We never use up all of our money. On good months we save $5000 that we're saving toward a house. However on months we travel and or eat out a lot we're only saving $3000. My goal is to sock away at least $6000/mo now that I got my raise. We have never in our 7-8 years of working spent more than we make. Not even close. Even when I was making significantly less I always socked away at least 20% of my takehome, and now it's much more. Let me be clear about that!

Our mortgage (P&I), home insurance, escrow and HOA is $1150 a month. Our goal is to move closer to the city but houses are much more expensive, and we're looking for the same square footage or slightly more with children on the way.  We live far away because up until two years ago we both worked in the suburbs. We wanted to make sure we were both at our jobs (now downtown) for two years before we took the plunge to buy a house closer to the city. We've seen couples jump the gun and buy a house right after they get a new job only to find out they're getting laid off so we were just being cautious.

My DH has only been a Financial Advisor for 2.5 years and is salaried with bonuses. I want to call out that he automatically has his parking and 401K contributions pulled out of his paychecks. Because it's automatic I just know his takehome is $2700. It should be $3300 but $150 is for his parking (yet another car cost) and the rest is his 401k contribution. And yes he buy suits. He probably spends $600 a year on clothing, which is not bad considering he's supposed to wear suits every day.

I read your reply regarding entertainment, meals, ect, and I still can't figure out where $8500/mo in takehome pay is going?

What are your housing costs currently?  How much is the Lexus payment?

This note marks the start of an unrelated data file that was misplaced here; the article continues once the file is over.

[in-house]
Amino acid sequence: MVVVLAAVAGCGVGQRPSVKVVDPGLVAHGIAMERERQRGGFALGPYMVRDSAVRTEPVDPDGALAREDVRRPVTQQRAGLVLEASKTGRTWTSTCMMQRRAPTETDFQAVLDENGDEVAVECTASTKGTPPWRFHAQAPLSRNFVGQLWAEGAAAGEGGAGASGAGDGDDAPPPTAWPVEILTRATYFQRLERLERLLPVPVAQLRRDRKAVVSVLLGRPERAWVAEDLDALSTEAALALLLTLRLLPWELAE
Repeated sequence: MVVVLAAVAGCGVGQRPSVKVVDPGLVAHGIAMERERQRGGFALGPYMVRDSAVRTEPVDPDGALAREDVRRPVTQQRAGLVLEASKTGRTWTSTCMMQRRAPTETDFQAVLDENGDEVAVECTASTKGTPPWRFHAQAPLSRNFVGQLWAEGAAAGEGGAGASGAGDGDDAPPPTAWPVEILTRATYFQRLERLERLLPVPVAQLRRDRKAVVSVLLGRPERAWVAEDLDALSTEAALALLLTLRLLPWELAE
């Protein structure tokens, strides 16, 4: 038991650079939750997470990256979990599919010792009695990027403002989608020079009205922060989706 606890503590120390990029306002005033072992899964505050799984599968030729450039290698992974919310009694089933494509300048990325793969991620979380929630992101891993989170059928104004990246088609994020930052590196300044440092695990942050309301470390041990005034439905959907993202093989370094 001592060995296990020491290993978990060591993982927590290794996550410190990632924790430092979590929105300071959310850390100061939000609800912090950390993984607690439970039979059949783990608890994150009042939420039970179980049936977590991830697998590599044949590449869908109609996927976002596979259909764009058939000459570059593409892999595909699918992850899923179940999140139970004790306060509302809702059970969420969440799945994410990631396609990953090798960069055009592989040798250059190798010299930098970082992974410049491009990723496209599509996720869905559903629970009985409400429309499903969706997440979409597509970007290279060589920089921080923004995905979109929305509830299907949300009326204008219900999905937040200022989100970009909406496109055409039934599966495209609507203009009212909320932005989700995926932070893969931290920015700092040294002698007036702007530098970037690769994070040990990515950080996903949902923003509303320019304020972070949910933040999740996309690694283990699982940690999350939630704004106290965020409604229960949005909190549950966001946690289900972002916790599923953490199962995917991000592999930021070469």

If I'm reading correctly, is it his job as a Lexus driving financial advisor that's only bringing in $2700/mo in take home pay?  How long as he been doing this, is the income accelerating?  That and commercial insurance are both jobs with lots of potential income, but take 4-5 years to build a good book with a livable income.  Does he also have to wear suits for his job?  That hurts too in that profession.  I'm in financial services and it took six years before I was making what I considered a good income for the work.   Does he get reimbursed milage?

Whats driving you to live that far away from work?  That commute would drive me nuts.  Mine is 20-40 minutes depending on traffic and I have to make it most days, and its driving me nuts.  Similar distance. 

Thanks for any information you can provide, this is an interesting situation.

slackface

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Re: Dual-income pretending to live on one
« Reply #11 on: September 21, 2013, 09:32:39 AM »

Awesome! It's really validating that I'm not crazy. That other people do this and it's totally doable. If anything it just forces us to really live within our means and not spend extravagantly. I keep telling my DH that this is doable. Lots of couples live on my less. It just requires conscious spending.

I would encourage the idea of living off 1 paycheck plus rental income.  Bank your paycheck and you'll be growing your wealth rapidly. 

Other side benefits as you are probably aware are
1. Freedom to stay at home with the kid for you or your spouse
2. Freedom to cut back hours or reduce focus on work
3. If one of you gets laid off or the job situation becomes untenable and you quit, you don't bat an eye because you have a huge amount of money saved up, and you only need one income to live on.  What would suck is having to deal with a sharp reduction in spending due to one of these events (on top of the normal "losing a job" type stresses).

Good luck in getting your spending down to 1 income.  We made that choice early on in our marriage and it has paid off ridiculously.

chasesfish

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Re: Dual-income pretending to live on one
« Reply #12 on: September 21, 2013, 09:58:44 AM »
Thanks for the clarifications.

I would highly recommend moving closer to work and then see how low you can cut it a month.  It is more costly, but your quality of life should improve dramatically. He's doing pretty well 2.5 years and his income is hopefully growing every month.  I'm in a different side of financial services, but it took me six years to first break 100/yr.  There are some annoying but required expenses that come with his job, but they get a lot easier as income improves.

That's not bad for clothing, I'd highly recommend the costco dress shirts they're half the cost of anything else and the most durable shirts I've ever found.